I used to be a coder/designer on GTA (this is what I want to talk about), before going on to program some of GTA3 and a few bits and bobs on Vice City. So if you find any bugs in these games, please detail the exact nature of the problem and email it to:
I can only claim to have contributed to the design of GTA because that good old top-down slaughter-fest was designed by everyone on the team. Thank Stewart Waterson and Ian Johnson for maintaining that the game's character had to be a criminal. Thank Ian McQue and Alasdair Wood for a lot of the humour. Thank Stephen Banks, William Mills and Billy Thomson for some fine maps and missions. If you liked the fact that the cities are reactive environments, with emergency services arriving to mop up your carnage and so on, then please feel free to buy me a drink. I'm not sure who came up with the Gouranga Bonus but it might have been Brian Baird. (He has since mysteriously disappeared.)
Actually, the Hare Krishnas sent us a letter about that Gouranga Bonus, but it was very polite and only vaguely threatening. There were no lentils in the envelope.
If there was a "shadowy figure" behind GTA, he was very shadowy indeed because no one on the team who developed the bloody game noticed him. You can't get much more shadowy than that.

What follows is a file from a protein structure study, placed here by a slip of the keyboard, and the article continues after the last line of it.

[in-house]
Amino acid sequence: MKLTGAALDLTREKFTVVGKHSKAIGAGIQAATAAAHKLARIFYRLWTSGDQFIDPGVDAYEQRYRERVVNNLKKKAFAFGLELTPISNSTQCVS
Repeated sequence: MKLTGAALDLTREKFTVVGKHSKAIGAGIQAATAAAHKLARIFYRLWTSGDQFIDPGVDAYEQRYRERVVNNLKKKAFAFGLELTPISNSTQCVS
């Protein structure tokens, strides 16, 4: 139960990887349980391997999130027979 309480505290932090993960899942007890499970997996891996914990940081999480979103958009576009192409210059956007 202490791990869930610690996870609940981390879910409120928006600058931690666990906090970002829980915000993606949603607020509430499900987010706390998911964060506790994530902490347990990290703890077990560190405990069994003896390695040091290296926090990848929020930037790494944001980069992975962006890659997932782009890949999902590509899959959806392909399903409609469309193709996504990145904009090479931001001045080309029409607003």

The original brief ran along the lines of: "Right lads, we have this engine which we were going to use to make a dinosaur game (this is why the executable was called dino.exe) except it's rubbish at rendering anything except... erm... square blocks viewed from above."
The powers that be hummed and hawed for a while before finally admitting that this engine just wasn't going to manage a really good stegosaurus.
They went on:
"So we reckon we should make some kind of mission-based game set in a city, you know, with cars and stuff. We think it ought to be called Race and Chase. Maybe you could be a cop or something? Or deliver pizzas? We need it in 18 months."
And so the design department's job ended.